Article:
On Saturday, January 4, 2020, Neal Gompa <ngompa13(a)gmail.com> wrote:
On Sat, Jan 4, 2020 at 2:33 AM Vitaly Zaitsev via devel
> On 03.01.2020 22:27, Neal Gompa wrote:
> > and servers...
> Admins will be very happy when such user-space killer will kill for
> example PgSQL database server and cause DB corruption or loss of banking
This is already happening anyway. The idea is that earlyoom will just
do it slightly earlier so we have a responsive system when the
failures happen. Unlike a lot of the other options, earlyoom is just
doing what the kernel does, just slightly earlier so that the system
doesn't become unresponsive.
That is *hugely* valuable for sysadmins
to be able to recover the systems without power cycling. As a sysadmin
myself, I *hate* power cycling servers because it takes forever and
its a lot bigger loss of productivity (and potentially money!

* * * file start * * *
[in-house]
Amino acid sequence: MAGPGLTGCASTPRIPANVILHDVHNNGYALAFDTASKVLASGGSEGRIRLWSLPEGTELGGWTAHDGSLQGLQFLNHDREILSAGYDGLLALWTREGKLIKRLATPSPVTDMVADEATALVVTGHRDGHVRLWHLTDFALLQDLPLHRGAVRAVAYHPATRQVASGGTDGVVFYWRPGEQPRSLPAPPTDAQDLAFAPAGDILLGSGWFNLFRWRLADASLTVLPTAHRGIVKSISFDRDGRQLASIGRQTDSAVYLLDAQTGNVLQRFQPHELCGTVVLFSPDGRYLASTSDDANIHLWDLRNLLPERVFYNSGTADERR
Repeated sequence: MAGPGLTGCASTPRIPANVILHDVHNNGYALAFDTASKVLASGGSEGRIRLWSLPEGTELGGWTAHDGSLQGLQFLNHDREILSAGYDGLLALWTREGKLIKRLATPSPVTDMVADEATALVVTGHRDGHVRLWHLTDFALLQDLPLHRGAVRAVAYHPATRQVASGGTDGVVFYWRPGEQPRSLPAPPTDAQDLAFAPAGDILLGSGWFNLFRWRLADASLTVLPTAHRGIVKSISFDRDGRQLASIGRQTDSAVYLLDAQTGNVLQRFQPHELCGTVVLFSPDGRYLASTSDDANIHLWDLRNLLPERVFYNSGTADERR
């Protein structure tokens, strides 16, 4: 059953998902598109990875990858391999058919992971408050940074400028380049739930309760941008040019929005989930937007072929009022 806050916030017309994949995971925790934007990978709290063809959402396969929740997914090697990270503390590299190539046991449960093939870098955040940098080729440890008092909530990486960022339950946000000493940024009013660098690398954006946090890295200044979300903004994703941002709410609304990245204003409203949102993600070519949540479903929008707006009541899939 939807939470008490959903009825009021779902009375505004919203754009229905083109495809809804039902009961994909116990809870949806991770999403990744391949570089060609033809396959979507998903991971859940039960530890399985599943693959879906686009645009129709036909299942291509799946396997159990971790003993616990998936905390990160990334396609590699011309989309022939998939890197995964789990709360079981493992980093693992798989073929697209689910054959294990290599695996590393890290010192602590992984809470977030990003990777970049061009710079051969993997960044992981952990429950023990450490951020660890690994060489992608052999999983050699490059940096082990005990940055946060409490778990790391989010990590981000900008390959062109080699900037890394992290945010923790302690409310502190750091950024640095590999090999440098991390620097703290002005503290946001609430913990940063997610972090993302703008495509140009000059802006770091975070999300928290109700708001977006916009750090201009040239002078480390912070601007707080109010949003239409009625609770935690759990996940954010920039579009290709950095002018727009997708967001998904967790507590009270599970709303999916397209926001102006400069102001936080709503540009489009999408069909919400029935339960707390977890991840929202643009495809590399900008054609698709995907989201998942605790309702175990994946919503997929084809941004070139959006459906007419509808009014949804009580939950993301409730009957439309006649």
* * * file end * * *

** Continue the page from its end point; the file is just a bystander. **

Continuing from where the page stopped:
Except that slightly earlier is way to early on systems which have lots of
memory (see mails from before).
And if a server runs into a oom situation your software is either broken
(leaking) or you didn't allocate enough resources for your use case.
So the fix is not oom killing nor power cycling but to either allocate more
memory of it is a VM or buy more if it is a hardware server (or fix the
memory leak in your software).
As for the desktop case the running web browers in a cgroup to keep them in
check would solve most real world problems - other common desktop apps
don't use enough memory to cause such issues (unless your system is really
memory constrained but then the "buy more memory" solution is the better
And btw we should really update the minimum memory requirements in our
documentation, the current ones have nothing to do with reality (if you
want a pleasant user experience).